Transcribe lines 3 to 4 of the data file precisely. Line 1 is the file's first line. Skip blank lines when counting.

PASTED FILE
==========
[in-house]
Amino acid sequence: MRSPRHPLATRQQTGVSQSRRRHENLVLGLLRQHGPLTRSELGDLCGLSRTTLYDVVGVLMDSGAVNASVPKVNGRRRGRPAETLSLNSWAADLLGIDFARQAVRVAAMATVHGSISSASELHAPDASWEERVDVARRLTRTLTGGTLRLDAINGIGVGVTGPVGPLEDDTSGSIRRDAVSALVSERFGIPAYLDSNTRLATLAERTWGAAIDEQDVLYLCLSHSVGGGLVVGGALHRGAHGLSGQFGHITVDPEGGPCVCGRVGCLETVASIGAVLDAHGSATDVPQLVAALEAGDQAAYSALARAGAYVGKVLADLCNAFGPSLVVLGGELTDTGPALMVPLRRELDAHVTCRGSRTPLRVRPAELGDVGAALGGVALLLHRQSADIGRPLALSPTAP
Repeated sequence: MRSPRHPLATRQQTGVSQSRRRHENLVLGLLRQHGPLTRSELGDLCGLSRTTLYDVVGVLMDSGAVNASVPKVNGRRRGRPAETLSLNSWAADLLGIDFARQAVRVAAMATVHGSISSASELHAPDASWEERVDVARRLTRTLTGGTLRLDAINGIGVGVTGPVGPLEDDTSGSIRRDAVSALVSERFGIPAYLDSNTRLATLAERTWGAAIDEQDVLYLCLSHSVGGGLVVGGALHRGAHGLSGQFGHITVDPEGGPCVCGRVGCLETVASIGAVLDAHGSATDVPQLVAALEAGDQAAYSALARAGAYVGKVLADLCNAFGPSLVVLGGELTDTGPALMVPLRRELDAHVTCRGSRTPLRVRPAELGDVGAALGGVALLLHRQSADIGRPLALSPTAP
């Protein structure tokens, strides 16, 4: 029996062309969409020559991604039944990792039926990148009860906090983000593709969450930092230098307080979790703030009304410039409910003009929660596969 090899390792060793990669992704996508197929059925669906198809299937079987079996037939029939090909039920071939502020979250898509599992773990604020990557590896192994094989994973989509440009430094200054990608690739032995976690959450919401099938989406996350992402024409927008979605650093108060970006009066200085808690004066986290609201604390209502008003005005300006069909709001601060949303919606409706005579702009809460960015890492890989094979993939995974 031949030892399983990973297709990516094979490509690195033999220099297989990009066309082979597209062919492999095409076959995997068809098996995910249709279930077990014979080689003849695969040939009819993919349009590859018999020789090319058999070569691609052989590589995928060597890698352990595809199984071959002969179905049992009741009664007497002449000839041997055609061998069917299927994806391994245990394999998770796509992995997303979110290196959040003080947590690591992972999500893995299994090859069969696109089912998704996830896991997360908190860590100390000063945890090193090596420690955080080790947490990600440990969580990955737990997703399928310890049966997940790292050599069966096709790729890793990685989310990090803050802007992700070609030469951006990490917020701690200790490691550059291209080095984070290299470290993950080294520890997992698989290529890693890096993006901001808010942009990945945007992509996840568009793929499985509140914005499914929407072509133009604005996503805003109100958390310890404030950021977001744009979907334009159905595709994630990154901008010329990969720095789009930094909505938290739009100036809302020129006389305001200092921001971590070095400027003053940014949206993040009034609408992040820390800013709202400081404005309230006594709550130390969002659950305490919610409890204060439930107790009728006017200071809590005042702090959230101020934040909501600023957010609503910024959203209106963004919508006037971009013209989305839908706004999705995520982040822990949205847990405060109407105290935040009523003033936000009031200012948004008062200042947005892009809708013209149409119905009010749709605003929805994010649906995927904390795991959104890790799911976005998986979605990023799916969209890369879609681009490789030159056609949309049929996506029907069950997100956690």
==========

Repeated sequence: MRSPRHPLATRQQTGVSQSRRRHENLVLGLLRQHGPLTRSELGDLCGLSRTTLYDVVGVLMDSGAVNASVPKVNGRRRGRPAETLSLNSWAADLLGIDFARQAVRVAAMATVHGSISSASELHAPDASWEERVDVARRLTRTLTGGTLRLDAINGIGVGVTGPVGPLEDDTSGSIRRDAVSALVSERFGIPAYLDSNTRLATLAERTWGAAIDEQDVLYLCLSHSVGGGLVVGGALHRGAHGLSGQFGHITVDPEGGPCVCGRVGCLETVASIGAVLDAHGSATDVPQLVAALEAGDQAAYSALARAGAYVGKVLADLCNAFGPSLVVLGGELTDTGPALMVPLRRELDAHVTCRGSRTPLRVRPAELGDVGAALGGVALLLHRQSADIGRPLALSPTAP
């Protein structure tokens, strides 16, 4: 029996062309969409020559991604039944990792039926990148009860906090983000593709969450930092230098307080979790703030009304410039409910003009929660596969 090899390792060793990669992704996508197929059925669906198809299937079987079996037939029939090909039920071939502020979250898509599992773990604020990557590896192994094989994973989509440009430094200054990608690739032995976690959450919401099938989406996350992402024409927008979605650093108060970006009066200085808690004066986290609201604390209502008003005005300006069909709001601060949303919606409706005579702009809460960015890492890989094979993939995974 031949030892399983990973297709990516094979490509690195033999220099297989990009066309082979597209062919492999095409076959995997068809098996995910249709279930077990014979080689003849695969040939009819993919349009590859018999020789090319058999070569691609052989590589995928060597890698352990595809199984071959002969179905049992009741009664007497002449000839041997055609061998069917299927994806391994245990394999998770796509992995997303979110290196959040003080947590690591992972999500893995299994090859069969696109089912998704996830896991997360908190860590100390000063945890090193090596420690955080080790947490990600440990969580990955737990997703399928310890049966997940790292050599069966096709790729890793990685989310990090803050802007992700070609030469951006990490917020701690200790490691550059291209080095984070290299470290993950080294520890997992698989290529890693890096993006901001808010942009990945945007992509996840568009793929499985509140914005499914929407072509133009604005996503805003109100958390310890404030950021977001744009979907334009159905595709994630990154901008010329990969720095789009930094909505938290739009100036809302020129006389305001200092921001971590070095400027003053940014949206993040009034609408992040820390800013709202400081404005309230006594709550130390969002659950305490919610409890204060439930107790009728006017200071809590005042702090959230101020934040909501600023957010609503910024959203209106963004919508006037971009013209989305839908706004999705995520982040822990949205847990405060109407105290935040009523003033936000009031200012948004008062200042947005892009809708013209149409119905009010749709605003929805994010649906995927904390795991959104890790799911976005998986979605990023799916969209890369879609681009490789030159056609949309049929996506029907069950997100956690």